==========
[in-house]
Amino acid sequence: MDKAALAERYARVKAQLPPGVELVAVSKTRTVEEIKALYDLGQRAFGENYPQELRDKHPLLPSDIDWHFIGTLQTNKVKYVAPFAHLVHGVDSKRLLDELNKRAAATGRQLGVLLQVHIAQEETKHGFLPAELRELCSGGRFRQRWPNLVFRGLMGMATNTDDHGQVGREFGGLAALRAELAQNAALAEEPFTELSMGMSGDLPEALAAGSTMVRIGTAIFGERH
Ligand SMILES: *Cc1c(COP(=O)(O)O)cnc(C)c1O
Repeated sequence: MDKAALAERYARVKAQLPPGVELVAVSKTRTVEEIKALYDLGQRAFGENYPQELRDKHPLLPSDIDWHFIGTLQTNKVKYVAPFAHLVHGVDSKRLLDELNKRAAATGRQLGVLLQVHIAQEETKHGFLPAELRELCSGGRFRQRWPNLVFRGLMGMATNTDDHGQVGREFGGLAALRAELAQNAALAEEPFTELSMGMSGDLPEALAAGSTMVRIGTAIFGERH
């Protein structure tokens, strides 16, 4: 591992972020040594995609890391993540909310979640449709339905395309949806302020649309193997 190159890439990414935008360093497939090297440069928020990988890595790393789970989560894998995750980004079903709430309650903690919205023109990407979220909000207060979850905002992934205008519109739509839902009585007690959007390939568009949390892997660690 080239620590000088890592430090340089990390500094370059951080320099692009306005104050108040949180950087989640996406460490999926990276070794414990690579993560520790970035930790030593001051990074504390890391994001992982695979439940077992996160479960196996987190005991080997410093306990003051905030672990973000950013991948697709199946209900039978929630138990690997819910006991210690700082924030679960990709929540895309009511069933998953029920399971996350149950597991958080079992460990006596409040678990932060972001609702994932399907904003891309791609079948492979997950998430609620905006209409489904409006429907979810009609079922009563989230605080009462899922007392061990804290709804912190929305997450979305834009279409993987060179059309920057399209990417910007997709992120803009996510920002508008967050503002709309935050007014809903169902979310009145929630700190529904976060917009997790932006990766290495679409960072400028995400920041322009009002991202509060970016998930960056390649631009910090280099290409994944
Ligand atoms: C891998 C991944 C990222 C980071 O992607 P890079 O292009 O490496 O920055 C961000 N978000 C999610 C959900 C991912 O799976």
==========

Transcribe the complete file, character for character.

[in-house]
Amino acid sequence: MDKAALAERYARVKAQLPPGVELVAVSKTRTVEEIKALYDLGQRAFGENYPQELRDKHPLLPSDIDWHFIGTLQTNKVKYVAPFAHLVHGVDSKRLLDELNKRAAATGRQLGVLLQVHIAQEETKHGFLPAELRELCSGGRFRQRWPNLVFRGLMGMATNTDDHGQVGREFGGLAALRAELAQNAALAEEPFTELSMGMSGDLPEALAAGSTMVRIGTAIFGERH
Ligand SMILES: *Cc1c(COP(=O)(O)O)cnc(C)c1O
Repeated sequence: MDKAALAERYARVKAQLPPGVELVAVSKTRTVEEIKALYDLGQRAFGENYPQELRDKHPLLPSDIDWHFIGTLQTNKVKYVAPFAHLVHGVDSKRLLDELNKRAAATGRQLGVLLQVHIAQEETKHGFLPAELRELCSGGRFRQRWPNLVFRGLMGMATNTDDHGQVGREFGGLAALRAELAQNAALAEEPFTELSMGMSGDLPEALAAGSTMVRIGTAIFGERH
């Protein structure tokens, strides 16, 4: 591992972020040594995609890391993540909310979640449709339905395309949806302020649309193997 190159890439990414935008360093497939090297440069928020990988890595790393789970989560894998995750980004079903709430309650903690919205023109990407979220909000207060979850905002992934205008519109739509839902009585007690959007390939568009949390892997660690 080239620590000088890592430090340089990390500094370059951080320099692009306005104050108040949180950087989640996406460490999926990276070794414990690579993560520790970035930790030593001051990074504390890391994001992982695979439940077992996160479960196996987190005991080997410093306990003051905030672990973000950013991948697709199946209900039978929630138990690997819910006991210690700082924030679960990709929540895309009511069933998953029920399971996350149950597991958080079992460990006596409040678990932060972001609702994932399907904003891309791609079948492979997950998430609620905006209409489904409006429907979810009609079922009563989230605080009462899922007392061990804290709804912190929305997450979305834009279409993987060179059309920057399209990417910007997709992120803009996510920002508008967050503002709309935050007014809903169902979310009145929630700190529904976060917009997790932006990766290495679409960072400028995400920041322009009002991202509060970016998930960056390649631009910090280099290409994944
Ligand atoms: C891998 C991944 C990222 C980071 O992607 P890079 O292009 O490496 O920055 C961000 N978000 C999610 C959900 C991912 O799976």